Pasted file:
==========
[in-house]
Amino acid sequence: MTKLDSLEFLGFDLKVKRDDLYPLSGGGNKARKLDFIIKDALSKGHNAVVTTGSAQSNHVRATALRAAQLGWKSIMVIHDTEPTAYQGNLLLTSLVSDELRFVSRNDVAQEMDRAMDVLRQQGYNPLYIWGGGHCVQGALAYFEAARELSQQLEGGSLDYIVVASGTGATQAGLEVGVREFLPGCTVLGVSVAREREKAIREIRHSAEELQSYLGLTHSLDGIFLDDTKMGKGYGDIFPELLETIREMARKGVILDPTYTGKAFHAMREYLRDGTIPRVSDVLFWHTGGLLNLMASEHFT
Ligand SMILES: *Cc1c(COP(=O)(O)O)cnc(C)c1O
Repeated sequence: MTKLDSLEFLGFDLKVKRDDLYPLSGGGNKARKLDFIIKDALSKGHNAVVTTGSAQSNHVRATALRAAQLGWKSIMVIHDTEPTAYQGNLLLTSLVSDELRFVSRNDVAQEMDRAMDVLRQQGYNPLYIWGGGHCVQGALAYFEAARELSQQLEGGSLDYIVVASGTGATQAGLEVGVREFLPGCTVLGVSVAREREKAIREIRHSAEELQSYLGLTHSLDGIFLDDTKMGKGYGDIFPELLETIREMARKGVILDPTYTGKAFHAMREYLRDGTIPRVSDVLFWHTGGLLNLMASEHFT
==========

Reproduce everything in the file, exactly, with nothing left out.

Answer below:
[in-house]
Amino acid sequence: MTKLDSLEFLGFDLKVKRDDLYPLSGGGNKARKLDFIIKDALSKGHNAVVTTGSAQSNHVRATALRAAQLGWKSIMVIHDTEPTAYQGNLLLTSLVSDELRFVSRNDVAQEMDRAMDVLRQQGYNPLYIWGGGHCVQGALAYFEAARELSQQLEGGSLDYIVVASGTGATQAGLEVGVREFLPGCTVLGVSVAREREKAIREIRHSAEELQSYLGLTHSLDGIFLDDTKMGKGYGDIFPELLETIREMARKGVILDPTYTGKAFHAMREYLRDGTIPRVSDVLFWHTGGLLNLMASEHFT
Ligand SMILES: *Cc1c(COP(=O)(O)O)cnc(C)c1O
Repeated sequence: MTKLDSLEFLGFDLKVKRDDLYPLSGGGNKARKLDFIIKDALSKGHNAVVTTGSAQSNHVRATALRAAQLGWKSIMVIHDTEPTAYQGNLLLTSLVSDELRFVSRNDVAQEMDRAMDVLRQQGYNPLYIWGGGHCVQGALAYFEAARELSQQLEGGSLDYIVVASGTGATQAGLEVGVREFLPGCTVLGVSVAREREKAIREIRHSAEELQSYLGLTHSLDGIFLDDTKMGKGYGDIFPELLETIREMARKGVILDPTYTGKAFHAMREYLRDGTIPRVSDVLFWHTGGLLNLMASEHFT